89 law enforcement officials from police departments, sheriff’s offices and government agencies located across the Northeastern Oklahoma attended an educational seminar in Claremore on Thursday, May 20, to learn how to fight illegal trafficking and abuse of prescription medications. The seminar was co-sponsored by the Claremore Police Department and the Healthy Community Partnership with additional educational support provided by pharmaceutical company Purdue Pharma L.P.
Attendees included law enforcement officers from the Claremore, Owasso, Glenpool, Bartlesville, Grove, McAlester, Tulsa, Stillwater, Broken Arrow, Miami, Sand Springs, Inola, Skiatook, Oklahoma City, Wagoner, Fort Gibson, Vinita, Bethany, Bixby, Disney, Cleveland, Pryor, Jay and University of Oklahoma Police Departments, the Rogers County, Nowata County, Tulsa County, Wagoner County and Delaware County Sheriff’s Offices, the Oklahoma Attorney General’s Office, the Oklahoma Bureau of Narcotics, the Oklahoma Horse Racing Commission, Oklahoma Probation and Parole and the Okmulgee Justice Center. The education session was led by Ritch Wagner and Ed Cartwright from Purdue Pharma’s Law Enforcement Liaison & Education Department. Mr. Wagner and Mr. Cartwright each have close to 30 years of law enforcement experience, including investigating the illegal trafficking (or “diversion”) of prescription medications. The session covered the types of medications that are targets for theft, illegal sale and abuse, common methods of diverting prescription medications and the difference between lawful and unlawful prescribing by healthcare professionals.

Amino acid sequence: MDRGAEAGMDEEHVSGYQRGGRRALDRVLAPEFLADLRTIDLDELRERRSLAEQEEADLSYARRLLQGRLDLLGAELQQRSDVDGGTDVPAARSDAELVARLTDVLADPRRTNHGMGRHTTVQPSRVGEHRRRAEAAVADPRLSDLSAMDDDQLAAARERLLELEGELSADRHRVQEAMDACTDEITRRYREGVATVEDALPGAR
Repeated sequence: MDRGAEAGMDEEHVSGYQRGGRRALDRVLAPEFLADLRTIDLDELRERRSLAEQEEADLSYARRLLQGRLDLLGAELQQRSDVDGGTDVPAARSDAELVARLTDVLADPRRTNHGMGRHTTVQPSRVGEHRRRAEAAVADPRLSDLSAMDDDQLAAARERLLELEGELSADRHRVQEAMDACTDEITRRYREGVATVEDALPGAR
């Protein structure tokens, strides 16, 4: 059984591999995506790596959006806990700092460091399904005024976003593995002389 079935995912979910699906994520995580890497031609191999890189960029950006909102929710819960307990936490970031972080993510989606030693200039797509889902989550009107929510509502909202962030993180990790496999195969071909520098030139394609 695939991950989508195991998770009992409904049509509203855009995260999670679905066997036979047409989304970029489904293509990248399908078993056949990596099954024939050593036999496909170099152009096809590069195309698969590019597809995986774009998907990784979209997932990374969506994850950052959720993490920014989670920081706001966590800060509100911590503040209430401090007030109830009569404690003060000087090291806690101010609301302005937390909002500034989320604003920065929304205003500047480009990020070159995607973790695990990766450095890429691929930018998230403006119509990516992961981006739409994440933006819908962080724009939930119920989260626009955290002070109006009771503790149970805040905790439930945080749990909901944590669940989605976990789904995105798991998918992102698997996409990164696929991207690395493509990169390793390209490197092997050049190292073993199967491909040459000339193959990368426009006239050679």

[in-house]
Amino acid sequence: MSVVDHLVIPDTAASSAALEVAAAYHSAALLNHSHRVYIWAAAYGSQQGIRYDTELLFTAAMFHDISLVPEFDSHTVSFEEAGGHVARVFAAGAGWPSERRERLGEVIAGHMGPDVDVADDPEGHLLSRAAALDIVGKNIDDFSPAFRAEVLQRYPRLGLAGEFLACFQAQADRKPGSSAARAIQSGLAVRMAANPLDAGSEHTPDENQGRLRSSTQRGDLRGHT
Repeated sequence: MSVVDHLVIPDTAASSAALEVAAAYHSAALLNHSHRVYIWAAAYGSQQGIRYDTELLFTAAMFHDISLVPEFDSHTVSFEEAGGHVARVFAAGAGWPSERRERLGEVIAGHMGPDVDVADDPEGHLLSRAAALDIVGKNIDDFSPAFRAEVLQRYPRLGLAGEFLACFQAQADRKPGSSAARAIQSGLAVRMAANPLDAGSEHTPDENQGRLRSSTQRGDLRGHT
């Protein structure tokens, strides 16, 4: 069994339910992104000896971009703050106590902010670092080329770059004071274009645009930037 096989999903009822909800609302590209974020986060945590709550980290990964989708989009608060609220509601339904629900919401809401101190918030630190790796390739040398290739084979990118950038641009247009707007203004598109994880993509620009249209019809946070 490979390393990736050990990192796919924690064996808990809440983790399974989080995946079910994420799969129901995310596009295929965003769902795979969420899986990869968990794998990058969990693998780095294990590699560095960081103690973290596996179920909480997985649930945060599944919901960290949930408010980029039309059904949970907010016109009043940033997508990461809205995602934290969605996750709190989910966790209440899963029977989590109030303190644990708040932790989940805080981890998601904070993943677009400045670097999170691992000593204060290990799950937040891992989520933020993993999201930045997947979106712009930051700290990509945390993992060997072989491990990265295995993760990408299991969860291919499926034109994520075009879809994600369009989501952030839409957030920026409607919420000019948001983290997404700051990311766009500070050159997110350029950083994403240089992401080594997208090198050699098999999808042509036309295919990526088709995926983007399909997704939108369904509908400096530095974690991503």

Attendees also learned about what law enforcement officials can do to deter pharmacy theft. RxPATROL®, a program created and funded by Purdue Pharma L.P., helps pharmacists guard against robberies and burglaries and assists law enforcement efforts to catch pharmacy crime suspects. To date, law enforcement has used the program in combination with reward offers through local Crime Stoppers programs to catch more than 100 pharmacy theft suspects.
“We have seen an increase in the abuse of pharmaceutical medications throughout Rogers County and across the state of Oklahoma,” said Sergeant Wayne Stinnett of the Claremore Police Department. “It is vital for our law enforcement community to keep abreast of changing trends in order to learn to identify the problems associated with this abuse and take steps to prevent it. Today’s training is vital tool for law enforcement and the criminal justice community and shows the benefits of public and private sector resources working together for public safety.”
Co-sponsor Healthy Community Partnership’s Prevention Specialist Trisha DeLozier said, “We’ve been making great strides in bringing awareness to the county and fighting Prescription Drug abuse. In one year, built a permanent RX drop off location that has collected over 120,000 controlled pills, purchased drug dogs for the City of Claremore and Rogers County and has been instrumental in the State-Wide Prescription Drug Awareness Initiative. Our goal is to achieve lasting, positive change to prevent substance abuse in Rogers County and this training will help our law enforcement community reach that goal.”
Mr. Cartwright and Mr. Wagner also discussed how the illegal trafficking and abuse of prescription medications can interfere with the care of people with serious illnesses and injuries.
“These medications have a legitimate purpose when used as directed,” according to Ed Cartwright with Purdue Pharma’s Law Enforcement Liaison & Education Department. “However, abusing prescription medications can have dangerous and even deadly consequences and can make it harder for people who need these medications to get them.”
The Claremore Police Department is urging everyone to take precautions to prevent prescription drug abuse.
“People should secure medications in the home, encourage friends and relatives to safeguard their medications and ask their pharmacist about how to properly dispose of medications they no longer need,” added Sgt. Wayne Stinnett.